The actual trigger for this change was a series of events leading to the vote on the city’s Comprehensive Plan (CP). In the fall of 2013 the municipality initiated a public consultation on the CP. However, according to the group, the CP was intentionally too complicated in its structure in order to discourage citizens from participating in the consultation. Therefore, in cooperation with twenty NGOs and local initiatives and with support from the local political opposition, the group members helped to launch a simple online application Mám připomínky [I have suggestions,] enabling citizens to more effectively evaluate the CP and easily deliver their comments to the municipality. Two months before the council vote in February 2014, 2,351 emails containing 43,379 suggestions were submitted through the website (

The municipality rejected this activity as unjustified, as a waste of time and resources and as non-transparent and thus legislatively void (Urbanismus Brno, 2014). The actual motivations for the municipality’s further actions remain rather unclear, nevertheless, the group as well as the majority of media commentators unsurprisingly interpreted these as political censorship. On February 8, 2014, Facebook, Inc. removed the Žít Brno Facebook page announcing that it was reported by the municipality’s lawyer as infringing the rights to the city’s logo (Taušová, 2014).

Without considering the case in its entirety, we would like to focus on the consequences. It attracted enormous media attention5 and made the group more visible than ever before. Within days the group’s new Facebook page Žít Brno RIP had more followers than the original one.6

The conflict with the municipality and the public attention forced the group to a reconsideration of its objectives and repertoire of action and the group publicly announced its decision to enter institutionalized politics. Two days after the original Facebook page was removed, the group members organized a happening in the town hall patio and the next day they announced that they would run in the October 2014 local elections. “We were thinking of it for a long time and the municipality brought an end to our hesitation when it organized this fantastic campaign for us,” the media quoted the group (Černá, 2014). In other words, the municipal politicians attacked critical activists and subsequently (and perhaps unwittingly) created a new political rival.

In March and April March 2014 the group collected one thousand signatures as required by the law and officially applied to be registered as a political movement. At the same time it began organizing a series of public pre-election meetings addressing local political issues, negotiations on candidates and the election program and kept publishing satirical articles about their political opponents. However, the jokes were not a protest anymore: the group kept its humour but the jokes became part of a political campaign and hence of institutionalized politics.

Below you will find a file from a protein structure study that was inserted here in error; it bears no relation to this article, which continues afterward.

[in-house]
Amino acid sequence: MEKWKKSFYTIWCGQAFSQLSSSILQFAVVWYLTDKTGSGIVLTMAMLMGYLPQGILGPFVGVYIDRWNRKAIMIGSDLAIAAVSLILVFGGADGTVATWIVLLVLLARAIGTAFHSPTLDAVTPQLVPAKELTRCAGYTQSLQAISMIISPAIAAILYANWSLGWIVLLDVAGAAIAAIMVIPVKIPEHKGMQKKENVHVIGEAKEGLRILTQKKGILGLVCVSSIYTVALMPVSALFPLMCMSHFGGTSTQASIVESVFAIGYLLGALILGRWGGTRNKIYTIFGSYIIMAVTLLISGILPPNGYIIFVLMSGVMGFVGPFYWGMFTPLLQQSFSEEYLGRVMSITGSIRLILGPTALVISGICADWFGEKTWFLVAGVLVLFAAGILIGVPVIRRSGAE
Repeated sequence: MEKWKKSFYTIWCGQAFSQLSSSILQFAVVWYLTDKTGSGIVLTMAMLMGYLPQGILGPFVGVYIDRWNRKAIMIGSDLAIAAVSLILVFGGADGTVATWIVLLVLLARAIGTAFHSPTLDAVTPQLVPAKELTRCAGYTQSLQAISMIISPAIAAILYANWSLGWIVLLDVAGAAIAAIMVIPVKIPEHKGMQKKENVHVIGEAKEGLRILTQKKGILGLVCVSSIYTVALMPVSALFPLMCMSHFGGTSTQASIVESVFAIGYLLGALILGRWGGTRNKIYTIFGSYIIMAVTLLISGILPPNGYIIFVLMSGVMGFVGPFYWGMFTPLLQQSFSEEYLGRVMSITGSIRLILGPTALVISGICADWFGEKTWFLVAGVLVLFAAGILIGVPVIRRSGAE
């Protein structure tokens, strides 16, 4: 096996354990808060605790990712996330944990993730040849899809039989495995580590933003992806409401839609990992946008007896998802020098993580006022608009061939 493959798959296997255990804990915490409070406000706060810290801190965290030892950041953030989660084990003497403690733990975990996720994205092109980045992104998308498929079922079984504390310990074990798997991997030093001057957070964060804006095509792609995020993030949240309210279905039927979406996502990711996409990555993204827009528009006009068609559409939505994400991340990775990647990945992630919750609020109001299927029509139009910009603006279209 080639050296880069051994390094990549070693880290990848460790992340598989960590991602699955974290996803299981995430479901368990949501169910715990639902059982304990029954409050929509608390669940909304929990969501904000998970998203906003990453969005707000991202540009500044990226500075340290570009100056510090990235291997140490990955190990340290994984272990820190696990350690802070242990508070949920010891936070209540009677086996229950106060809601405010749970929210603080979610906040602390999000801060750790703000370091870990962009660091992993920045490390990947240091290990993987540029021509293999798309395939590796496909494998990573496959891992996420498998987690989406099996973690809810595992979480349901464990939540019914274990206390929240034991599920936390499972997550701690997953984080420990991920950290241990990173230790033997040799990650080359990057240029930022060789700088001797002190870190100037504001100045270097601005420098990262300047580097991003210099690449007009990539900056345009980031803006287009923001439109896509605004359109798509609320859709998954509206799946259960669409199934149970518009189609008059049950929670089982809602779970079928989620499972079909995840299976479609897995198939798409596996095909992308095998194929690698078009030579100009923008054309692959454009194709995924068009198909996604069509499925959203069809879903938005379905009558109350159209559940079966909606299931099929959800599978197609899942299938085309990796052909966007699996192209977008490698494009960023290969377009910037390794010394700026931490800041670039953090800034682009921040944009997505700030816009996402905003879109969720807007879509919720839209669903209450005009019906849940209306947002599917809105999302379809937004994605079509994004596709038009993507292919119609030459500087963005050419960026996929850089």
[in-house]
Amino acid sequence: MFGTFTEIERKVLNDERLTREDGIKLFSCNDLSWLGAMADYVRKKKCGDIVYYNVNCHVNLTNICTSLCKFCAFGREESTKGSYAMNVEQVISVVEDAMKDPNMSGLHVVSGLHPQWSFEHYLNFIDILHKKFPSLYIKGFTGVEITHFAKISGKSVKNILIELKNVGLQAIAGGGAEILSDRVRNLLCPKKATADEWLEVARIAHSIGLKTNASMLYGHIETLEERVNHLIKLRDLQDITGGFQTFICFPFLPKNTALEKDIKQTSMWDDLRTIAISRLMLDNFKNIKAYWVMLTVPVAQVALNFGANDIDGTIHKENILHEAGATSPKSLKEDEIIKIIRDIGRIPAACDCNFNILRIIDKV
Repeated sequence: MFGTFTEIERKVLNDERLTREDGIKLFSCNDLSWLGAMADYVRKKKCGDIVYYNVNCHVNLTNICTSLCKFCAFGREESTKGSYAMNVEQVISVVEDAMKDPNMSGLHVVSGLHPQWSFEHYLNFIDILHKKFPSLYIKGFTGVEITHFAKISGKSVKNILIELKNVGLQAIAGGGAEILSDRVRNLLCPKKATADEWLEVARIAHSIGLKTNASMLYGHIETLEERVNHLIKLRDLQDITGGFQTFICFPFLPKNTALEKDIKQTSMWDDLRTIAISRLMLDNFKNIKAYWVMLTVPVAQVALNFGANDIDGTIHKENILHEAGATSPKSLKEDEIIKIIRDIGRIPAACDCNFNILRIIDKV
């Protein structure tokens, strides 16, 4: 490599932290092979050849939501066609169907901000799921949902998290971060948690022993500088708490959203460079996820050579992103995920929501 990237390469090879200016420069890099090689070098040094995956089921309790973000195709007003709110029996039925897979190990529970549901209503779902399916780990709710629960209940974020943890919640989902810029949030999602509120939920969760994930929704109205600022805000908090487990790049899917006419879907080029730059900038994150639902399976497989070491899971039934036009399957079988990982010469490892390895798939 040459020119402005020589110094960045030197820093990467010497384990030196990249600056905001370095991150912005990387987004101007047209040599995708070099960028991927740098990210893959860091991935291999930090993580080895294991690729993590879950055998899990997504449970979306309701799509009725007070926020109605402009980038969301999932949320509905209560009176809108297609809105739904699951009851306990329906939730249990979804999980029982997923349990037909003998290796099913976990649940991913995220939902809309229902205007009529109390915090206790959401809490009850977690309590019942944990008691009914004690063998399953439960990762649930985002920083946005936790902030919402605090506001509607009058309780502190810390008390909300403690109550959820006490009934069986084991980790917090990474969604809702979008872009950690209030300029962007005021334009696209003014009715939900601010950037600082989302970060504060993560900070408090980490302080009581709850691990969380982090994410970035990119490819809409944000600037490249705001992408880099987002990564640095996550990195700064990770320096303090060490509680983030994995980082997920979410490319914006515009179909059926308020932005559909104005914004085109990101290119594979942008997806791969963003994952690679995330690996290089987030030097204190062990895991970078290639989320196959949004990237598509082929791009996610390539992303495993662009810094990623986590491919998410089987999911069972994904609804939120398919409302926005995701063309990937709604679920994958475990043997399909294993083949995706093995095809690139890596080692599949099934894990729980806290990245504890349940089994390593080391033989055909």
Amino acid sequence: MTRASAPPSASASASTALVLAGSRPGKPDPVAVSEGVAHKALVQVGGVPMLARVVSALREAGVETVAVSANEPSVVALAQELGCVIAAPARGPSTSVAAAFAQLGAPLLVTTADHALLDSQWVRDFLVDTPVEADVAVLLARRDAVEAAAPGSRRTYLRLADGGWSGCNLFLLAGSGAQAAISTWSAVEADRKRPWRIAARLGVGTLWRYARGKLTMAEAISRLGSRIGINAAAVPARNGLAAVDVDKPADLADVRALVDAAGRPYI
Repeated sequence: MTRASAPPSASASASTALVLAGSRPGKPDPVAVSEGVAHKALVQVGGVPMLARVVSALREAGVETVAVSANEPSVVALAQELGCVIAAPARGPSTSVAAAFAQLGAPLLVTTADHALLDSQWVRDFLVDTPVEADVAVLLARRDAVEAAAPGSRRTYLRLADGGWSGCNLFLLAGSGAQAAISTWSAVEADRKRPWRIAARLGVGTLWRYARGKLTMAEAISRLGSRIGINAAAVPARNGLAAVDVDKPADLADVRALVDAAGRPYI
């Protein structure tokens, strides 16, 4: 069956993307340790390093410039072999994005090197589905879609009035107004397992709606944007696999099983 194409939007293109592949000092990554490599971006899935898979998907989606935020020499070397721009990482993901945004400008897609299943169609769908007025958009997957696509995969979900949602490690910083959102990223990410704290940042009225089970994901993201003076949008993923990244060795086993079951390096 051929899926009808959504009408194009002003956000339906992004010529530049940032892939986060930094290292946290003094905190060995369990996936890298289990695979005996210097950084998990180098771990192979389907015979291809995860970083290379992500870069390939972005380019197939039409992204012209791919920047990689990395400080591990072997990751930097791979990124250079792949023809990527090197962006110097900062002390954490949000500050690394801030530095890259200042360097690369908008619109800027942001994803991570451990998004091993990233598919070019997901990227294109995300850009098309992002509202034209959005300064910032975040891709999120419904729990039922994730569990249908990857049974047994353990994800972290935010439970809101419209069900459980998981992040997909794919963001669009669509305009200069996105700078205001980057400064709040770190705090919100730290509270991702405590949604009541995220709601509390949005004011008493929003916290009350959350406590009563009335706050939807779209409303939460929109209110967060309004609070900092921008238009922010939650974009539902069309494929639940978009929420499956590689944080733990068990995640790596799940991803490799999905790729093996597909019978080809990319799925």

It is yet unclear whether the group will follow the examples of the Italian Five-Star Movement or the Icelandic The Best Party, both using humour and citizens’ political disappointment on their road to electoral success. But this is not the primary concern of this article.

In many aspects the case of the Žít Brno group could serve as a typical example of the new type of civic engagement and activism as described by Dahlgren (2001, 2013), Papacharissi (2010) or Coleman and Blumler (2009): the small, non-hierarchically organized group emerged as a single-issue oriented movement that in its satirical and subversive protest expressed a significant distrust of institutionalized municipal politics.

The group is illustrative also in its general political motivations and objectives. Using satire it attacked the municipality of Brno exactly for those flaws that, according to the scholarly debate (Dahlgren, 2013), are at the core of the crisis of institutionalized politics. The municipality – a representative of party-based politics – was blamed for its detachment from citizens and their needs, for avoiding deliberation and being non-transparent, for privatizing the local political space and being corrupt. The group formed itself as a critical, sarcastic and self-ironic counter-power that understands its opponents and at the same time is not understandable for them.

More importantly, the case of Žít Brno suggests that the critical remarks on the efficiency of cyberactivism, as expressed, for example, by Morozov (2011), should be viewed with some caution. When an electronic repertoire of contention is employed in a more complex way, it does not replace “real” (non-virtual) political action but it precedes and supports it. It thus seems more accurate to be reflexively optimistic in line with the approach that stresses the potential opportunities of new media for civic engagement (Bakardjieva, 2009; Dahlgren, 2013; Papacharissi, 2010). Žít Brno shows that initial, low-threshold tactics open access to audiences and mass media and that practices based on the use of webpages and SNS can work effectively. However, the actual efficiency of these practices is obviously conditioned by the cultural, communication and technological skills of the actors, by the addressed public and by the immediate as well as broader social and political contexts surrounding activism. From this point of view, new media play an important albeit fractional role as sources of particular tactics.